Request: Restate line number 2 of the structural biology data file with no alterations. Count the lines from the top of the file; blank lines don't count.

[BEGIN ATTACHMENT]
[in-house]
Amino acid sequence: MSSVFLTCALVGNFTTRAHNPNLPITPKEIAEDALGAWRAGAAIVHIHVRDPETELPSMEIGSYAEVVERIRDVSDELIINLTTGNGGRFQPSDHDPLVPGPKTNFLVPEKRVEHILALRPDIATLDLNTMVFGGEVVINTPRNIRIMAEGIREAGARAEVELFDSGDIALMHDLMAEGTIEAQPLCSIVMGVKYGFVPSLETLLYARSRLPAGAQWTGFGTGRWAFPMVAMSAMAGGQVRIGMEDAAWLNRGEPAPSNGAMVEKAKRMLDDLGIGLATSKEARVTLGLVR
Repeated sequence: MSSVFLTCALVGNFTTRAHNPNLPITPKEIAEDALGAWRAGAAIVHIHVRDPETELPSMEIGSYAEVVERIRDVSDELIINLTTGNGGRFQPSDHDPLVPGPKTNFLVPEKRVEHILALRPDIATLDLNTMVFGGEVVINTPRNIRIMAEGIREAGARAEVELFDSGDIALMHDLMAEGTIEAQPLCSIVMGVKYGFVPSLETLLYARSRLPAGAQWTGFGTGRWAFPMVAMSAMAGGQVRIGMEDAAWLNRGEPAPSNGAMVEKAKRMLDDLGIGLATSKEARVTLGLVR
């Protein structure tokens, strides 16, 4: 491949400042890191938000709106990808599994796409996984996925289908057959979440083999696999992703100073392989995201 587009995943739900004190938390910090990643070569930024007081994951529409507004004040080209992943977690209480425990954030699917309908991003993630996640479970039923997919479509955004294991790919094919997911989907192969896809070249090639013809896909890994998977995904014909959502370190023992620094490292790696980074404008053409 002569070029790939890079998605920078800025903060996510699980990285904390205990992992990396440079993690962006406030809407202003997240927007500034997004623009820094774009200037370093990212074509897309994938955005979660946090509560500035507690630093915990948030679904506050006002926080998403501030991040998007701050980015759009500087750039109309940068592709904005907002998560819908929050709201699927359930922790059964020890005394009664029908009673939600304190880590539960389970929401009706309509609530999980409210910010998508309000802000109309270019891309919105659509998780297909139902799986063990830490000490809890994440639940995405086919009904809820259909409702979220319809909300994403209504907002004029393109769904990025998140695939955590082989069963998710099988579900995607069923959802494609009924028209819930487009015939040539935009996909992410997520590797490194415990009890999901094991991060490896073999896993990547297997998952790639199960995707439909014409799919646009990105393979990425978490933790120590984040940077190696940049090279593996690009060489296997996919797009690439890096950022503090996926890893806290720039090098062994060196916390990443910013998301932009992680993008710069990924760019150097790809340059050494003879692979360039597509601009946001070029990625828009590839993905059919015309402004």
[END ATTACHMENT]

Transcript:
Amino acid sequence: MSSVFLTCALVGNFTTRAHNPNLPITPKEIAEDALGAWRAGAAIVHIHVRDPETELPSMEIGSYAEVVERIRDVSDELIINLTTGNGGRFQPSDHDPLVPGPKTNFLVPEKRVEHILALRPDIATLDLNTMVFGGEVVINTPRNIRIMAEGIREAGARAEVELFDSGDIALMHDLMAEGTIEAQPLCSIVMGVKYGFVPSLETLLYARSRLPAGAQWTGFGTGRWAFPMVAMSAMAGGQVRIGMEDAAWLNRGEPAPSNGAMVEKAKRMLDDLGIGLATSKEARVTLGLVR